A Cautionary Tale from the First District Court of Appeal: exercise a power of appointment with great care to avoid harsh results.
In general, Florida Circuit Courts sit in equity over trust and will dispute and are thus empowered to look to the intent of the settlor of a trust or testator of a will when deciding the rights of litigants. However, Florida’s 1st District Court of Appeal recently authored an opinion which indicates that in situations regarding powers of appointment, strict compliance with the written instrument is absolutely necessary, regardless of the apparent intent of the testator attempting to exercise the power through a provision in her will. The case, Cessac v. Stevens, 2013 Fla. App. LEXIS 18525 (Fla. Dist. Ct. App. 1st Dist. Nov. 20, 2013), is one of only two Florida cases that speak directly to this issue.
A power of appointment is, generally speaking, the authority conferred by one person (“the donor”) upon another (“the donee”) to appoint the person or persons who are to receive and enjoy an estate or income from the estate upon the donor’s death, upon the donee’s death, or after the termination of an existing right or interest. See Black’s Law Dictionary 1134 (Revised 4th ed. 1968). Often, a power of appointment is found in a will or trust to communicate the donor’s intent that the donee is given the right to determine who should receive those benefits after the donee’s death, rather than the benefits reverting to the donor’s estate or passing through the laws of intestacy. In Florida, cases involving the exercise of a power of appointment are rare. Up until the 1st DCA addressed the issue in Cessac v. Stevens, there was only one other published Florida opinion regarding the issue: Talcott v. Talcott, 453 So.2d 951 (Fla. 3d DCA 1982).
In Talcott, a widow sought a declaration of her rights under a trust agreement executed by her late husband’s father. The trust agreement required that the husband exercise his power of appointment by making specific reference to the power in his will. The husband died testate, and in his will devised all of his estates to his wife. However, the husband’s will did not reference his father’s trust agreement or the power of appointment. Although the widow attempted to offer extrinsic evidence of her husband’s intent to exercise the power of appointment and confer the benefits of the trust agreement to her, the trial court found that such evidence was immaterial. The 3rd DCA agreed, holding that such evidence was inadmissible in light of the husband’s failure to comply with the specific reference requirement of his father’s trust agreement.
The Cessac Court faced a slightly dissimilar set of facts from those recited in Talcott. In Cessac, the decedent died testate and her will provided for the devise of “the rest and remainder of [her] estate, both personal and real property” to Cessac. The will also include a provision stating:
Included in my estate assets are the STANTON P. KETTLER TRUST, FBO, SALLY CHRISTIANSEN, under will drafted July 30, 1970, currently held at the Morgan Stanley Trust offices in Scottsdale, Arizona, and two (2) currently being held at Northern Trust of Florid in Miami, Florida.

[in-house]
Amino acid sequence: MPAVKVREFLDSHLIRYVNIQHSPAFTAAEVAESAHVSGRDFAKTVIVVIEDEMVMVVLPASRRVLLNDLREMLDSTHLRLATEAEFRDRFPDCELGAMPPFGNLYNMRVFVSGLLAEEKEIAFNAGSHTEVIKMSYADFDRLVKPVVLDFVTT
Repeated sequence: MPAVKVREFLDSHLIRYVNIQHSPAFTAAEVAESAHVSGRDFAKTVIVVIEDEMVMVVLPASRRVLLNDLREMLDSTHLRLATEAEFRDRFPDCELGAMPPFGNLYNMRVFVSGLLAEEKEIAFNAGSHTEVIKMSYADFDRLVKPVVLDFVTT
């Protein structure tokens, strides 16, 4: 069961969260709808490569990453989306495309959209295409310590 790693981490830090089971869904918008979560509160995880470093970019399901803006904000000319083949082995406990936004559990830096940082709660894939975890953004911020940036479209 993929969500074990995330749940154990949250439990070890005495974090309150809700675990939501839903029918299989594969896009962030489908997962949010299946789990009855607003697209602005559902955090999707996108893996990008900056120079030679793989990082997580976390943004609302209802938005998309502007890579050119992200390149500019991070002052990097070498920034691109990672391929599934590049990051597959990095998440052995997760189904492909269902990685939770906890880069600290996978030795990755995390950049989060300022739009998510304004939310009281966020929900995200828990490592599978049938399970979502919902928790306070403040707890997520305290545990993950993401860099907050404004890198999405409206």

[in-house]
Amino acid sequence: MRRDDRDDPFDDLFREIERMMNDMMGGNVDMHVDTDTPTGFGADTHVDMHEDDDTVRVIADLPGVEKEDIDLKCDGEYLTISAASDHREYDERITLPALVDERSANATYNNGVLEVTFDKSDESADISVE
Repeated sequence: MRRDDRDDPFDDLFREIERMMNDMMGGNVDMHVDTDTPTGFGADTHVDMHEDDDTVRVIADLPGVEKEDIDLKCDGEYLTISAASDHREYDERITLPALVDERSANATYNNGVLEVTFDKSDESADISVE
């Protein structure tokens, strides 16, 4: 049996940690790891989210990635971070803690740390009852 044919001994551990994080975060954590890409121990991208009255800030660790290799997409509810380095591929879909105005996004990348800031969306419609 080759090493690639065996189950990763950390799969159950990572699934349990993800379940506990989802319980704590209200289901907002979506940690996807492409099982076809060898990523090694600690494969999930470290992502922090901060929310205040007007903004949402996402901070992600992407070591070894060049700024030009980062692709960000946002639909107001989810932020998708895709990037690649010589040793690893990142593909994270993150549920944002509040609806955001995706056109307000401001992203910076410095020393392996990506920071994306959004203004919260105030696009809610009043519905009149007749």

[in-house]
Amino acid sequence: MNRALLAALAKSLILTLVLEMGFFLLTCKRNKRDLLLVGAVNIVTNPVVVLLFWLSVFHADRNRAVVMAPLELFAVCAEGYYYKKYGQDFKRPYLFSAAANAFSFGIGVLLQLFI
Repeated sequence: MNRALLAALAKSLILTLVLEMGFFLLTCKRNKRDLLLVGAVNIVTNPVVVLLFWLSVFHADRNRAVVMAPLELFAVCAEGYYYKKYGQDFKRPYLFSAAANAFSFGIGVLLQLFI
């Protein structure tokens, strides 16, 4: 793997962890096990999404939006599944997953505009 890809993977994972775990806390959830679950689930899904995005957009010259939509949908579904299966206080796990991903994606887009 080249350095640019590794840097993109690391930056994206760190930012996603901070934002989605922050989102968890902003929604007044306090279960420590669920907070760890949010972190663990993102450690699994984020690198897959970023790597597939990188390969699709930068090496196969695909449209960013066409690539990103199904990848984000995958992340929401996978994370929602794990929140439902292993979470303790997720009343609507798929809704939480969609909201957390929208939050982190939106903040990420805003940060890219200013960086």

The will did not contain any other references to the trusts, nor did it mention any powers of appointment held by the decedent. The trusts alluded to in the decedent’s will contained powers of appointment which authorized the decedent to appoint who would receive assets from the trusts after the decedent’s death. However, the trusts included the specific requirement that decedent, “by her will, appoint … such persons … [to receive the remaining assets of the trust], making specific reference to the power herein granted…” The trusts also contained the provision that if the decedent failed to exercise her power of appointment, the trust assets would be divided into equal shares among the original donor’s children.
The Cessac Court, in its opinion, acknowledged that the decedent made a definite attempt to confer the power of appointment upon Cessac through the language of her will. The decedent’s intent in this regard was clear; the will reference one trust by name and the other by location. They will also clearly indicated that Cessac was to inherit the residue of the decedent’s estate, and thus the assets held in the trusts. However, the Court resisted Cessac’s legal arguments urging the adoption of an “equitable construction standard” which would allow the court to “do equity” by ignoring the strict requirements that the decedents will specifically reference the power of appointment. The Court, recognizing the harsh result of its ruling upon Cessac, explained its rationale behind this strict compliance approach: “This result is a function of the intent of the original donor, who had the right to place whatever restrictions he desired on the disposition of his property. The decedent was obligated to comply with these restrictions…”
The rationale behind the 1st DCA’s decision in Cessac v. Stevens is that, when a testamentary instrument makes a specific provision for a beneficiary to exercise a power of appointment, it is the intent of the original donor and not the intent of the testator attempting to exercise the power of appointment that controls. Because the original donor’s intent is set forth in the trust instrument instructing the testator as to how to exercise the power, strict compliance with the terms of the instrument is necessary and courts generally will not look to extrinsic evidence of the beneficiary’s intent.
It has been said that the intention of the testator is the polestar to guide in any construction and interpretation of a will. In Cessac, the 1st DCA reminded litigants of the importance of determining whose intent should guide.